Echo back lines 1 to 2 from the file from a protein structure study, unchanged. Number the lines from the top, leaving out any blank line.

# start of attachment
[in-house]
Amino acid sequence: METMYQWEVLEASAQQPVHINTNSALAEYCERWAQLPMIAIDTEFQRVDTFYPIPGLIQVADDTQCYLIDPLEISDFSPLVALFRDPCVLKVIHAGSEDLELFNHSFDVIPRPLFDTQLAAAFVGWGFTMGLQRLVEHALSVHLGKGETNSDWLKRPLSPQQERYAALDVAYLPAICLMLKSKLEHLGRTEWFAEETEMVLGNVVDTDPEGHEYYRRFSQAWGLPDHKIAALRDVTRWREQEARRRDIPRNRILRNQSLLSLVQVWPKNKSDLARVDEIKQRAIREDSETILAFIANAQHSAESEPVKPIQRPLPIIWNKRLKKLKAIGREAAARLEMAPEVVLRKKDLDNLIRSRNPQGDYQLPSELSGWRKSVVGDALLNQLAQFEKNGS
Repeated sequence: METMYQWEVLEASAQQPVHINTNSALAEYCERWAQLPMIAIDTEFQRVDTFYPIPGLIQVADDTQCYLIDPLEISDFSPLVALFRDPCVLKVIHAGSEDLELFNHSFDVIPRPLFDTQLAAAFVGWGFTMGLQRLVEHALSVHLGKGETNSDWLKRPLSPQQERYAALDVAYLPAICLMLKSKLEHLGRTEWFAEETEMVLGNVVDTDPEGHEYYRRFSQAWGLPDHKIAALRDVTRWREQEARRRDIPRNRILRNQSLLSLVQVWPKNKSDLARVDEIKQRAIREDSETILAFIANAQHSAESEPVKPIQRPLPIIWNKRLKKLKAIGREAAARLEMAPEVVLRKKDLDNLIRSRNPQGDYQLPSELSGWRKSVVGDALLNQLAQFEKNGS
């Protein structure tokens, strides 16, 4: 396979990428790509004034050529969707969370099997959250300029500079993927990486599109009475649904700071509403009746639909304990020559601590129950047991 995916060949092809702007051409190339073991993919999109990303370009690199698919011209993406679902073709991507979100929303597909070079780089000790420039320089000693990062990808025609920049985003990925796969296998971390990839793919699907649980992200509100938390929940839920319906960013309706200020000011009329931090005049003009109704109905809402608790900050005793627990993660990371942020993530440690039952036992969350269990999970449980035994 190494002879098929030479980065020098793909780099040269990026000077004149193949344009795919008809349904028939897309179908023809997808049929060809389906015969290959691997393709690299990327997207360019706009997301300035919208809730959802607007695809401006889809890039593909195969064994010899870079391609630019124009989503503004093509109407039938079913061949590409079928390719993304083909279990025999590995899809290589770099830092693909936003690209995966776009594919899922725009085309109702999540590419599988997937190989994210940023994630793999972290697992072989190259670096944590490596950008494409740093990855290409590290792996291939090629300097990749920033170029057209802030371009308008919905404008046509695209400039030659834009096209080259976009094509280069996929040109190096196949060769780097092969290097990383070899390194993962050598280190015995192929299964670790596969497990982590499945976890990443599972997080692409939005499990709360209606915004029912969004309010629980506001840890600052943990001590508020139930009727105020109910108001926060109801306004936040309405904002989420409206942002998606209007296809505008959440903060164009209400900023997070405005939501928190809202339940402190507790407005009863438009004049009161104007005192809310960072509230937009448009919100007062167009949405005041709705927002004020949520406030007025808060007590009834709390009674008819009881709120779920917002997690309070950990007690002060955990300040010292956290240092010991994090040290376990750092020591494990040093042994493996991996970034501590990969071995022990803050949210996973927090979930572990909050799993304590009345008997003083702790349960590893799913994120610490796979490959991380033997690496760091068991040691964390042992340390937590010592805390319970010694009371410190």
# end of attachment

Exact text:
[in-house]
Amino acid sequence: METMYQWEVLEASAQQPVHINTNSALAEYCERWAQLPMIAIDTEFQRVDTFYPIPGLIQVADDTQCYLIDPLEISDFSPLVALFRDPCVLKVIHAGSEDLELFNHSFDVIPRPLFDTQLAAAFVGWGFTMGLQRLVEHALSVHLGKGETNSDWLKRPLSPQQERYAALDVAYLPAICLMLKSKLEHLGRTEWFAEETEMVLGNVVDTDPEGHEYYRRFSQAWGLPDHKIAALRDVTRWREQEARRRDIPRNRILRNQSLLSLVQVWPKNKSDLARVDEIKQRAIREDSETILAFIANAQHSAESEPVKPIQRPLPIIWNKRLKKLKAIGREAAARLEMAPEVVLRKKDLDNLIRSRNPQGDYQLPSELSGWRKSVVGDALLNQLAQFEKNGS